The state that the nation thought would be the last ever to legalize the use of recreational marijuana is now one vote away from making history. Illinois dispensaries are starting to staff up and remodel to prepare for the crazy foot traffic that is to come.
According to Illinois lawmakers who approved the bill Friday, “Gov. J.B. Pritzker’s promised signature, will allow the state’s 55 medical dispensaries to apply to sell recreational marijuana.”
In addition to the legalization, the measure will allow dispensaries to apply for a second licensed location, which could mean Illinois will be home to over 100 dispensaries by the end of 2019.
The quick decision has forced dispensary owners to revamp their place and streamline their P.O.A. system to keep up with the demand to come. According to a local dispensary, 33 in Uptown got a taste of what the future of recreational marijuana in Illinois may be like when they opened their doors on April 20th.
“We’re going to have to staff up because now you’re going to have to perform like 4/20 almost every day,” noted general manager Paul Lee. “This is a different game. This is recreational … Now you include everybody.”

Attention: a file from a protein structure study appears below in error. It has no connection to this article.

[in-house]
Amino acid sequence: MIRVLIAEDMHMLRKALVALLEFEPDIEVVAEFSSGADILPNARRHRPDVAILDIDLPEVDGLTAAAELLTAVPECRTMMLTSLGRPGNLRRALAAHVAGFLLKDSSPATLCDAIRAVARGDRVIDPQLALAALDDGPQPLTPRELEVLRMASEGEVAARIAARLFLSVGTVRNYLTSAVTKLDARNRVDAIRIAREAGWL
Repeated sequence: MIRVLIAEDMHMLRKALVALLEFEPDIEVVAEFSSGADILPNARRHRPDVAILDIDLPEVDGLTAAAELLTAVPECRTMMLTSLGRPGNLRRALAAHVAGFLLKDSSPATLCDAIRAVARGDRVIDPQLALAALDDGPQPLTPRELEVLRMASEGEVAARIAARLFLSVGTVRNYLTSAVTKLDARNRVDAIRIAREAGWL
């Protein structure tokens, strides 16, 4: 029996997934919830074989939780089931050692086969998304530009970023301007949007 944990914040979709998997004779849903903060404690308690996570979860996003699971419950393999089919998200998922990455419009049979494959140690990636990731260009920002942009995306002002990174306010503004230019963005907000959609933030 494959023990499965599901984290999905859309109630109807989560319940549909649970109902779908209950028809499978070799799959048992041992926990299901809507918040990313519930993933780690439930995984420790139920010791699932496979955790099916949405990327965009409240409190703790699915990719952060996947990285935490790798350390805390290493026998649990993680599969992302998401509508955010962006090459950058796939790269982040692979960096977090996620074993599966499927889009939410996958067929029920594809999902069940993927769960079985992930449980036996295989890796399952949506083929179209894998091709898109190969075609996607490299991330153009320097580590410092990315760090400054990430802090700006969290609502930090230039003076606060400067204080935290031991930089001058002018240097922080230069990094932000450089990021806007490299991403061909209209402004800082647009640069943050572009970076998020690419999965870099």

“We’ve located specific sites that we will be adding a recreational license too and looking to open up on January 1st when it becomes legal,” Ascend Illinois C.E.O. Chris Stone explained.
The company is home to 54 employees and has two dispensary locations; they expect to grow rapidly and hope that they can staff up and expand enough to keep up with the traffic that is to come.
Under the new law, it establishes a method for taxing and regulating marijuana, and consumers would pay up to 34.75% tax on their purchases, depending on potency. This could be a problem just like it is in the states that have already legalized.
According to Regulators, they would give decision points to members of minority groups attempting to get business licenses, and state-certified testing facilities would test products for potency and pesticides, a growing concern among users in the medical field.
However, just like every state, there is Anti-legalization groups had challenged the Illinois proposal and ensured they weren’t done opposing it. “Tough to win in a state where the Gov shares the same last name as MPP’s chair,” Kevin Sabet tweeted of the group Smart Approaches to Marijuana. “But there’s more to come. We’re not going to let the Land of Lincoln go to pot just yet.”
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